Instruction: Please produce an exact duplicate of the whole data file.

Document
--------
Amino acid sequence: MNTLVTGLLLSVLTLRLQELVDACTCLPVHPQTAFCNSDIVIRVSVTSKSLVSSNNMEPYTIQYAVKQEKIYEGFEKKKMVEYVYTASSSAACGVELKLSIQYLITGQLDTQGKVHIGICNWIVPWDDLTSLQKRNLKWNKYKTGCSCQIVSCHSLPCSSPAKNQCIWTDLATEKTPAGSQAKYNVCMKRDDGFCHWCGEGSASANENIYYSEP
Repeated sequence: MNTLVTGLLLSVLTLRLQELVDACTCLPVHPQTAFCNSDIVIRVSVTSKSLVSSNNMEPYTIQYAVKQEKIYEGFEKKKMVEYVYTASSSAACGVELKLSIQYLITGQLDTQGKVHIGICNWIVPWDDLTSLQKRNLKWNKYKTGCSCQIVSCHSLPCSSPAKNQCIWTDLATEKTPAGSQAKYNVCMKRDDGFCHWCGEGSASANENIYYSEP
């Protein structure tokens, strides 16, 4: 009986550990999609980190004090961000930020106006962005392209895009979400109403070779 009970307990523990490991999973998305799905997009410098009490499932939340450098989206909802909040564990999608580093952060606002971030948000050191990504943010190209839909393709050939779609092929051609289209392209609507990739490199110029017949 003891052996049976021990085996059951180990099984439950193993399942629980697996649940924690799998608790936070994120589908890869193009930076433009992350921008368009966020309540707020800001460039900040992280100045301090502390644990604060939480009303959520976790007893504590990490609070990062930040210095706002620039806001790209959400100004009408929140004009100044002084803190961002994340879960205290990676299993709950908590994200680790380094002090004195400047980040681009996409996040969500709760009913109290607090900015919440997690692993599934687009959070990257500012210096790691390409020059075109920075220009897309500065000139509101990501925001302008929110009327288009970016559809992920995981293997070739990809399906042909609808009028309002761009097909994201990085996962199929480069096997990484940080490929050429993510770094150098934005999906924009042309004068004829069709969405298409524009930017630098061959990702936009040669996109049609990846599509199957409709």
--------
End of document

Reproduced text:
Amino acid sequence: MNTLVTGLLLSVLTLRLQELVDACTCLPVHPQTAFCNSDIVIRVSVTSKSLVSSNNMEPYTIQYAVKQEKIYEGFEKKKMVEYVYTASSSAACGVELKLSIQYLITGQLDTQGKVHIGICNWIVPWDDLTSLQKRNLKWNKYKTGCSCQIVSCHSLPCSSPAKNQCIWTDLATEKTPAGSQAKYNVCMKRDDGFCHWCGEGSASANENIYYSEP
Repeated sequence: MNTLVTGLLLSVLTLRLQELVDACTCLPVHPQTAFCNSDIVIRVSVTSKSLVSSNNMEPYTIQYAVKQEKIYEGFEKKKMVEYVYTASSSAACGVELKLSIQYLITGQLDTQGKVHIGICNWIVPWDDLTSLQKRNLKWNKYKTGCSCQIVSCHSLPCSSPAKNQCIWTDLATEKTPAGSQAKYNVCMKRDDGFCHWCGEGSASANENIYYSEP
């Protein structure tokens, strides 16, 4: 009986550990999609980190004090961000930020106006962005392209895009979400109403070779 009970307990523990490991999973998305799905997009410098009490499932939340450098989206909802909040564990999608580093952060606002971030948000050191990504943010190209839909393709050939779609092929051609289209392209609507990739490199110029017949 003891052996049976021990085996059951180990099984439950193993399942629980697996649940924690799998608790936070994120589908890869193009930076433009992350921008368009966020309540707020800001460039900040992280100045301090502390644990604060939480009303959520976790007893504590990490609070990062930040210095706002620039806001790209959400100004009408929140004009100044002084803190961002994340879960205290990676299993709950908590994200680790380094002090004195400047980040681009996409996040969500709760009913109290607090900015919440997690692993599934687009959070990257500012210096790691390409020059075109920075220009897309500065000139509101990501925001302008929110009327288009970016559809992920995981293997070739990809399906042909609808009028309002761009097909994201990085996962199929480069096997990484940080490929050429993510770094150098934005999906924009042309004068004829069709969405298409524009930017630098061959990702936009040669996109049609990846599509199957409709």